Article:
By: Robert Louis Stevenson (1850-1894)
|Prince Otto, a Romance|
|Stories By English Authors: France|
|The Silverado Squatters|
|Weir of Hermiston|
|St. Ives, Being the Adventures of a French Prisoner in England|
|David Balfour, Second Part Being Memoirs Of His Adventures At Home And Abroad|
|A Footnote to History Eight Years of Trouble in Samoa|
|The Waif Woman|
|Father Damien, an Open Letter to the Reverend Dr. Hyde of Honolulu|
|Memories and Portraits|
|The Sea Fogs|
|Records of a Family of Engineers|
Not Yet my Soul
15 recordings of Not Yet my Soul by Robert Louis Stevenson. This was the Fortnightly Poetry project for May 19, 2013.Robert Louis Balfour Stevenson (13 November 1850 – 3 December 1894) was a Scottish novelist, poet, essayist, and travel writer. His most famous works are Treasure Island, Kidnapped, and Strange Case of Dr Jekyll and Mr Hyde.The following poem comes from his collection entitled Underwoods, first published in 1887.
|Familiar Studies of Men and Books|
|Virginibus Puerisque and Other Papers|
|The Pocket R.L.S., being favourite passages from the works of Stevenson|
Letters of Robert Louis Stevenson
MANUAL OF SURGERY, OXFORD MEDICAL PUBLICATIONSBY ALEXIS THOMSON, F.R.C.S.Ed.PREFACE TO SIXTH EDITION Much has happened since this Manual was last revised, and many surgical lessons have been learned in the hard school of war. Some may yet have to be unlearned, and others have but little bearing on the problems presented to the civilian surgeon. Save in its broadest principles, the surgery of warfare is a thing apart from the general surgery of civil life, and the exhaustive literature now available on every aspect of it makes it unnecessary that it should receive detailed consideration in a manual for students...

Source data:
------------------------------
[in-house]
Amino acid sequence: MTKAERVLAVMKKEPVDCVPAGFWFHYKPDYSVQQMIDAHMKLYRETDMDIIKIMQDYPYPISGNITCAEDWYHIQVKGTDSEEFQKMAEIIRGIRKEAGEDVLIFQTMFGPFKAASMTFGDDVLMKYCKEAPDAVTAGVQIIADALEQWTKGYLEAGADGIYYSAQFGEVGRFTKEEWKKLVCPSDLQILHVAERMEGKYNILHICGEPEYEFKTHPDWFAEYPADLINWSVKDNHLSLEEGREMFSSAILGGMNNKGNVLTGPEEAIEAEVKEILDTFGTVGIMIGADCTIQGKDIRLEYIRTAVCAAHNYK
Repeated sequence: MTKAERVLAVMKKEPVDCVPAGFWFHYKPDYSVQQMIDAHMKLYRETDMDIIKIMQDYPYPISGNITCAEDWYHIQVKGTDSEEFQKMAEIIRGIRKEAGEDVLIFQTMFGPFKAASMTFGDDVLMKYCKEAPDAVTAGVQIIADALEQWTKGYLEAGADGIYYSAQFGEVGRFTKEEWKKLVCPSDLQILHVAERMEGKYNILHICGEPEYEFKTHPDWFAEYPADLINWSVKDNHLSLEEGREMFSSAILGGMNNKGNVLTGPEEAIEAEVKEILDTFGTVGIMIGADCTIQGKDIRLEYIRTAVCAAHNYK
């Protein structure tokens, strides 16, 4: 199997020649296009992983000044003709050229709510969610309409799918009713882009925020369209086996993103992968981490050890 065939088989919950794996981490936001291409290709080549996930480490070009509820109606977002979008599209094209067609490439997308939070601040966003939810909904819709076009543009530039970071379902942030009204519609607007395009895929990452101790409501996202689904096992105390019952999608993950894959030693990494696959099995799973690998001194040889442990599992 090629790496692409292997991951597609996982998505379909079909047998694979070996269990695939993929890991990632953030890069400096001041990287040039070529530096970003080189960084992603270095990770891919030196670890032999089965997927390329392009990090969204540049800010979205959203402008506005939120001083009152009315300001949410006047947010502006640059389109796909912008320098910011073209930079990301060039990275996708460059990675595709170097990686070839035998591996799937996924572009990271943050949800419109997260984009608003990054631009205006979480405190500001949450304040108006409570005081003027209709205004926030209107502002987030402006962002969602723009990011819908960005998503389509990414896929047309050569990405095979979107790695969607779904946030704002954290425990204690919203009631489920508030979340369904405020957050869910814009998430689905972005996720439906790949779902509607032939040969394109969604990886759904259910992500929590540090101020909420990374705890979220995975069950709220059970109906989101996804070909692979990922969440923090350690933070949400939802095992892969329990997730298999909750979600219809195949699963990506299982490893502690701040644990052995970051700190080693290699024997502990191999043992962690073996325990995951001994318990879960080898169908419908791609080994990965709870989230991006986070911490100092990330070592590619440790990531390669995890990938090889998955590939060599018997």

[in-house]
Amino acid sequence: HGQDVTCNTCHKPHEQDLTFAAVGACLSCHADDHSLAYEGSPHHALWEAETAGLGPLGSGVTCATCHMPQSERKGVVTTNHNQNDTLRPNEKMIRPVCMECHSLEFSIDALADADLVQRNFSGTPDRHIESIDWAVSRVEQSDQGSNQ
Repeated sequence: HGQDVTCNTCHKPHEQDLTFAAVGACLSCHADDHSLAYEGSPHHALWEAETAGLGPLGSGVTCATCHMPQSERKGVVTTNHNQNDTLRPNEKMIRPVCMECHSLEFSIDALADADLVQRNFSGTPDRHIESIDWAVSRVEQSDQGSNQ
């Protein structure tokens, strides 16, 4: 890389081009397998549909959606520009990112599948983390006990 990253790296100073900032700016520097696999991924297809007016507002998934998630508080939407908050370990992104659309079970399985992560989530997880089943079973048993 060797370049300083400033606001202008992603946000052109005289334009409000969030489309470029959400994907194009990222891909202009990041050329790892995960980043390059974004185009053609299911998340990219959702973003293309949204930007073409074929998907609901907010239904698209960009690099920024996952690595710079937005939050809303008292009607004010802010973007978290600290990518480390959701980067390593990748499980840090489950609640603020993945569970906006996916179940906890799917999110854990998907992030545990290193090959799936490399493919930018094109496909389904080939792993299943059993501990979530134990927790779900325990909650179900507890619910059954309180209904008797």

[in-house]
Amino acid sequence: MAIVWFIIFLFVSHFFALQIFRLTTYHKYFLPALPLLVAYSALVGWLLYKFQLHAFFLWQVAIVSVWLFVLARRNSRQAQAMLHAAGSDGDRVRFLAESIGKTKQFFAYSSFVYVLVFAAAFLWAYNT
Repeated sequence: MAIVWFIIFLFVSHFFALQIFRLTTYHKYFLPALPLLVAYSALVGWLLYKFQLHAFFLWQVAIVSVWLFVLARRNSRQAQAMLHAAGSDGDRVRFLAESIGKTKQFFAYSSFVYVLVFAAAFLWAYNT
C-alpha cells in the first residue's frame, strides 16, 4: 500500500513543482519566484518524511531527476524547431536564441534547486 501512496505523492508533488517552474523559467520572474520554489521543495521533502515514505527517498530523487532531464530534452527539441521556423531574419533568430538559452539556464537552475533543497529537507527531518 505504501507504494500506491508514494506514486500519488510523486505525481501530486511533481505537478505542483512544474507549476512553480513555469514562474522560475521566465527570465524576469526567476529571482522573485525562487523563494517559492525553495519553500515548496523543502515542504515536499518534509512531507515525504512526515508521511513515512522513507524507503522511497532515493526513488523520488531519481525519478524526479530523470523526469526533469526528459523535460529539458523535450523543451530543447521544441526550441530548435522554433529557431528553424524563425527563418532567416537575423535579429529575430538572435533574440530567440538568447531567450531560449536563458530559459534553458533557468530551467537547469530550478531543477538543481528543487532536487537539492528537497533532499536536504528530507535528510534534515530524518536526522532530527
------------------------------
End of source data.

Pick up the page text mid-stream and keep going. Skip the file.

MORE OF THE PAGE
|Vailima Prayers and Sabbath Morn|
|Memoir of Fleeming Jenkin|
|A Lowden Sabbath Morn|
By: Bram Stoker (1847-1912)
Dracula tells the tale of a sinister Transylvanian aristocrat who seeks to retain his youth and strength by feeding off human blood. The author, Bram Stoker, a young Victorian theater professional, was probably inspired by the strange epidemic of vampirism that occurred in remote parts of Eastern Europe in the 17th and 18th centuries. These stories were recounted by travelers who later arrived in England and other parts of Western Europe. Stoker initially meant the tale to be written as a play in which he wanted Sir Henry Irving, a leading Victorian actor, to play the role of the malevolent Count Dracula...
The Lair of the White Worm
Set in Mercia, a small part of the English county of Derbyshire, the novel focuses on the events experienced by Adam Salton in the town he gradually discovers to be host to mysterious and inexplicable occurrences, which are further intensified with its equally eccentric residents. Exploring topics including mesmerism, occultism, and supernatural forces, Stoker’s piece depicts all the essential elements of a thrilling horror story. The horror novel gets under way with the introduction of Adam...
The Jewel of Seven Stars
The Jewel of Seven Stars (also published under the name: The Jewel of the Seven Stars) is a horror novel by Bram Stoker first published in 1903. The story is about an archaeologist’s plot to revive Queen Tera, an ancient Egyptian mummy.
Dracula's Guest and other Weird Tales
Nine Gothic Horror Tales by the author of Dracula. Note : These tales are not for the squeamish!!! 0r a dark windy night.
|The Lady of the Shroud|